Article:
On community pantries
Community pantries were all the talk across social media this week, with the Maginhawa Community Pantry being the first to generate media buzz. A community pantry is a service that provides food directly to locals suffering from food insecurity. Some rely purely on local donations. Some coordinate with food banks and organizations for steady supplies of food and essential goods. Some also organize other socio-civic activities for patrons.
The community pantry is not a new idea, as many have been established elsewhere as an immediate, local response to hunger, but in the context of the pandemic and millions of food-insecure Filipinos, the idea has proven nothing short of revolutionary. In less than a week, the Maginhawa cart has served thousands of individuals and inspired many to help sustain the pantry. Other communities across the country have been inspired to start their own pantries, such as those in Quezon City, Rizal, and Nueva Ecija. In a news week filled with petulant presidents, VIPs easily gaining admittance to hospitals, and yet another dose of dolomite, the efforts of community pantry organizers have been a pleasant change.
With praise comes criticism, and some have expressed doubt as to how feasible or sustainable these carts can be. When we’ve seen Filipinos scrambling for “ayuda” and hoarding basic needs, it might be easy for some to equate extreme need with greed. Community pantries operate on trust systems and encourage donors to give what they can, and recipients to take only as much as they need. So far, if the anecdotes and photos are anything to go by, this seems to work, at least with the guidance of organizers and volunteers since there are still some who risk trying to hoard supplies.
As to how sustainable such projects are, this would depend on the commitment of united communities, the goodwill of donors, and the level of organization of such pantries, especially for those who source goods from farmers or companies. In pursuing the latter, community pantries may help combat the extreme levels of food waste in the Philippines. According to the World Wildlife Fund Philippines, hundreds of thousands of tons of rice are wasted yearly, and more than 2,000 tons of food scraps are thrown out daily—sad statistics given how many Filipinos deal daily with hunger.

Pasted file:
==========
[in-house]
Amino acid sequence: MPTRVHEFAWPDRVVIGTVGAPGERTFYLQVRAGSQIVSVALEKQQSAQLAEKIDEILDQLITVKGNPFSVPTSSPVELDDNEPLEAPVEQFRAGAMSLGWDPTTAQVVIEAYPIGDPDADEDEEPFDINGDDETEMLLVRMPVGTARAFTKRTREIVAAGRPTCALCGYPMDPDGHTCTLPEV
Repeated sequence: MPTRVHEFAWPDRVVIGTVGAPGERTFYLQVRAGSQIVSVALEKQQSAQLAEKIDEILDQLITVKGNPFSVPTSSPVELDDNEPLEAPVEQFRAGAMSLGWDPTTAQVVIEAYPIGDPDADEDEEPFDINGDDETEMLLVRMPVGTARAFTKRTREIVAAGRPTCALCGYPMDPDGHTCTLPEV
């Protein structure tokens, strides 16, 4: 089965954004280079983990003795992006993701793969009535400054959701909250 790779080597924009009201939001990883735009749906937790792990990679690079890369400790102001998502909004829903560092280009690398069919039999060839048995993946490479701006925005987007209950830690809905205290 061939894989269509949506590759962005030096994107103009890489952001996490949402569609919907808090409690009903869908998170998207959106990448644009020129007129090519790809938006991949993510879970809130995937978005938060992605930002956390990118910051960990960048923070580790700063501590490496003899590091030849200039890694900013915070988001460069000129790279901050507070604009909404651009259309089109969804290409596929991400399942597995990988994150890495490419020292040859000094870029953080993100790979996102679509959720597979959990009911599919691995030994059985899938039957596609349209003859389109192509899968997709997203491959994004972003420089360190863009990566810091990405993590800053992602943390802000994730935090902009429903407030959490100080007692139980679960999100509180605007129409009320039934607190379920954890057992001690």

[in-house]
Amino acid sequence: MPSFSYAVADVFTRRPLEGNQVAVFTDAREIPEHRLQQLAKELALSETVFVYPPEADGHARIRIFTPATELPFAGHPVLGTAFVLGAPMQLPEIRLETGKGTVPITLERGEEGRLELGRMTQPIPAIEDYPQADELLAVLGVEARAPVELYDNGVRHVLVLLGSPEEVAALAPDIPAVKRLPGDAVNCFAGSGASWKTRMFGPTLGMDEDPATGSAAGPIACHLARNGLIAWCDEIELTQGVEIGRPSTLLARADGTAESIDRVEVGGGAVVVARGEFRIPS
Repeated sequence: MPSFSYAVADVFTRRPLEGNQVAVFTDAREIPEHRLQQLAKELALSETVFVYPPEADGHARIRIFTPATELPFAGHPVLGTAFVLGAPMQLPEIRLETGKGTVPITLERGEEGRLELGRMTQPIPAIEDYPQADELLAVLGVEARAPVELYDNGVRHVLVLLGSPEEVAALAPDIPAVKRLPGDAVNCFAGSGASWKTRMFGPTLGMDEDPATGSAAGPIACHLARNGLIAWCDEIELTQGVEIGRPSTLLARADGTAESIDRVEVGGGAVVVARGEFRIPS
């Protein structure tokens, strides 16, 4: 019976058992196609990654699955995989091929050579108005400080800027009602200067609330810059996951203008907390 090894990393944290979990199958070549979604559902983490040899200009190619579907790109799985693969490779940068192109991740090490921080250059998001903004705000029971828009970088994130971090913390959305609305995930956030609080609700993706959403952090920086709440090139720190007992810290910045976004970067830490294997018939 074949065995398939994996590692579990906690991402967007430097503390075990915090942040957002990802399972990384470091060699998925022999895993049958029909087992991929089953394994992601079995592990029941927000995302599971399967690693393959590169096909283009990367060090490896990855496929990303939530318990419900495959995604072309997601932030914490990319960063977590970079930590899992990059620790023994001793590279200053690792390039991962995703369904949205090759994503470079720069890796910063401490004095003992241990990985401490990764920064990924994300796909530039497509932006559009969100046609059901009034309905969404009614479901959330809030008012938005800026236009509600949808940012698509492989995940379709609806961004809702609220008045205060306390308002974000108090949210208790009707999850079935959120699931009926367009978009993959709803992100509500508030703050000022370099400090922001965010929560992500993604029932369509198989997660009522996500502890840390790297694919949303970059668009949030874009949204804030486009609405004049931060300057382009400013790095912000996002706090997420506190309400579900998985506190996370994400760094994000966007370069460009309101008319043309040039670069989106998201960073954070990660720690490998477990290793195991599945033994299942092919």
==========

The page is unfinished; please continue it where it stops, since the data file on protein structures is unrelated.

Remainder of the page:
At the end of the day, community pantries may not be immune to abuse and fatigue, and are not guaranteed any longevity without consistent community action and some degree of organization. The fact remains, though, that such initiatives can mean the difference between life and death for some. Community pantries are a way for individuals and private groups to attempt to address gaps in the way government is handling the twin problems of unemployment and hunger.
Amid the discussion of community pantries, things are bound to get political. Some, like human rights lawyer Maria Sol Taule, argue that “community pantries are political,” as she said in a Twitter post last week—that such initiatives are one of many that continually try to fill in the gaps of government response. One recalls the donation drives for personal protective equipment for
hospitals. One recalls the sheer amount of food donated to hospitals and impoverished communities since the start of lockdown. Each is an attempt to make the burden a little lighter for Filipinos in an immediate, tangible, and, sometimes, sadly, temporary way.
How many of us can identify with this feeling? So many legitimate complaints about government incompetence fall on deaf, even contemptuous, ears. So often we are met with confusing and unhelpful initiatives like the P389-million dolomite project, which resumed its “beautification” of Manila Bay last week amid cries for timely and prioritized vaccine rollouts and support for packed hospitals dealing with COVID-19. Community pantries are a wonderful result of altruism, compassion and Bayanihan spirit, but right now they are also one more sign of Filipinos supporting other Filipinos who bear the brunt of government failures.
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